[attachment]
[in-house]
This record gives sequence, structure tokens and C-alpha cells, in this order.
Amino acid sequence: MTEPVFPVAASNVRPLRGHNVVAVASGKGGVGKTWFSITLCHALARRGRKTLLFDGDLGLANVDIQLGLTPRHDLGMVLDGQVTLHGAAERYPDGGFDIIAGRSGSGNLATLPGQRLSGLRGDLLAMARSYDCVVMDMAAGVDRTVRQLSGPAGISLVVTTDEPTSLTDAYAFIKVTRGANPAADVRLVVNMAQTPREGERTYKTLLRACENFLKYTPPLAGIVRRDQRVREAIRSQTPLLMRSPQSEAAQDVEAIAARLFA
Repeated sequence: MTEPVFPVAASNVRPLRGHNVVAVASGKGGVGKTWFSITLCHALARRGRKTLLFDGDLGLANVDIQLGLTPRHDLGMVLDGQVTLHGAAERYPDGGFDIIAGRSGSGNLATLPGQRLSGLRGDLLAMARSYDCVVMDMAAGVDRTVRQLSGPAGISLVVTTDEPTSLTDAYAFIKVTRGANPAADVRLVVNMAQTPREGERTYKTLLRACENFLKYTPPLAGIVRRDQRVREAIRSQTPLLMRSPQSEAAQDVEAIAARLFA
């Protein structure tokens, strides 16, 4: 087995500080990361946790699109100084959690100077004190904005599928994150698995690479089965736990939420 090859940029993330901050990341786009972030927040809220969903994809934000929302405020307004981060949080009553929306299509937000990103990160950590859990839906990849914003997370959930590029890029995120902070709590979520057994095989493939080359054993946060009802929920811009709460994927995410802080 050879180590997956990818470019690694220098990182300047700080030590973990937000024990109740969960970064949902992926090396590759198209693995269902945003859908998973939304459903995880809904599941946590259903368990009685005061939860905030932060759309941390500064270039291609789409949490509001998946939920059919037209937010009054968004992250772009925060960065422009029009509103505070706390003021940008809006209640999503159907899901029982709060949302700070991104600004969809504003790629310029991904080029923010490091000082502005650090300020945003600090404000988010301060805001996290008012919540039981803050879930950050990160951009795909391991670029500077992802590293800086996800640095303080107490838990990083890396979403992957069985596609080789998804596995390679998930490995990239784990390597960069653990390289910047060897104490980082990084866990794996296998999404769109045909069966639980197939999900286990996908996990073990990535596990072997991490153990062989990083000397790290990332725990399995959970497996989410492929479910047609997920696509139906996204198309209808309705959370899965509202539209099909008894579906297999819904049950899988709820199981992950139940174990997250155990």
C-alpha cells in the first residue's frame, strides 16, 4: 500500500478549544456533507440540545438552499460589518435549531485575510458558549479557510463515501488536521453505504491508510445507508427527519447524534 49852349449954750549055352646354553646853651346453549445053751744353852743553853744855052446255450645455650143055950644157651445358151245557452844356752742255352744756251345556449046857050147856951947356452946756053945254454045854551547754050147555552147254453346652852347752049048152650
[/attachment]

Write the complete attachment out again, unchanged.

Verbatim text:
[in-house]
This record gives sequence, structure tokens and C-alpha cells, in this order.
Amino acid sequence: MTEPVFPVAASNVRPLRGHNVVAVASGKGGVGKTWFSITLCHALARRGRKTLLFDGDLGLANVDIQLGLTPRHDLGMVLDGQVTLHGAAERYPDGGFDIIAGRSGSGNLATLPGQRLSGLRGDLLAMARSYDCVVMDMAAGVDRTVRQLSGPAGISLVVTTDEPTSLTDAYAFIKVTRGANPAADVRLVVNMAQTPREGERTYKTLLRACENFLKYTPPLAGIVRRDQRVREAIRSQTPLLMRSPQSEAAQDVEAIAARLFA
Repeated sequence: MTEPVFPVAASNVRPLRGHNVVAVASGKGGVGKTWFSITLCHALARRGRKTLLFDGDLGLANVDIQLGLTPRHDLGMVLDGQVTLHGAAERYPDGGFDIIAGRSGSGNLATLPGQRLSGLRGDLLAMARSYDCVVMDMAAGVDRTVRQLSGPAGISLVVTTDEPTSLTDAYAFIKVTRGANPAADVRLVVNMAQTPREGERTYKTLLRACENFLKYTPPLAGIVRRDQRVREAIRSQTPLLMRSPQSEAAQDVEAIAARLFA
């Protein structure tokens, strides 16, 4: 087995500080990361946790699109100084959690100077004190904005599928994150698995690479089965736990939420 090859940029993330901050990341786009972030927040809220969903994809934000929302405020307004981060949080009553929306299509937000990103990160950590859990839906990849914003997370959930590029890029995120902070709590979520057994095989493939080359054993946060009802929920811009709460994927995410802080 050879180590997956990818470019690694220098990182300047700080030590973990937000024990109740969960970064949902992926090396590759198209693995269902945003859908998973939304459903995880809904599941946590259903368990009685005061939860905030932060759309941390500064270039291609789409949490509001998946939920059919037209937010009054968004992250772009925060960065422009029009509103505070706390003021940008809006209640999503159907899901029982709060949302700070991104600004969809504003790629310029991904080029923010490091000082502005650090300020945003600090404000988010301060805001996290008012919540039981803050879930950050990160951009795909391991670029500077992802590293800086996800640095303080107490838990990083890396979403992957069985596609080789998804596995390679998930490995990239784990390597960069653990390289910047060897104490980082990084866990794996296998999404769109045909069966639980197939999900286990996908996990073990990535596990072997991490153990062989990083000397790290990332725990399995959970497996989410492929479910047609997920696509139906996204198309209808309705959370899965509202539209099909008894579906297999819904049950899988709820199981992950139940174990997250155990």
C-alpha cells in the first residue's frame, strides 16, 4: 500500500478549544456533507440540545438552499460589518435549531485575510458558549479557510463515501488536521453505504491508510445507508427527519447524534 49852349449954750549055352646354553646853651346453549445053751744353852743553853744855052446255450645455650143055950644157651445358151245557452844356752742255352744756251345556449046857050147856951947356452946756053945254454045854551547754050147555552147254453346652852347752049048152650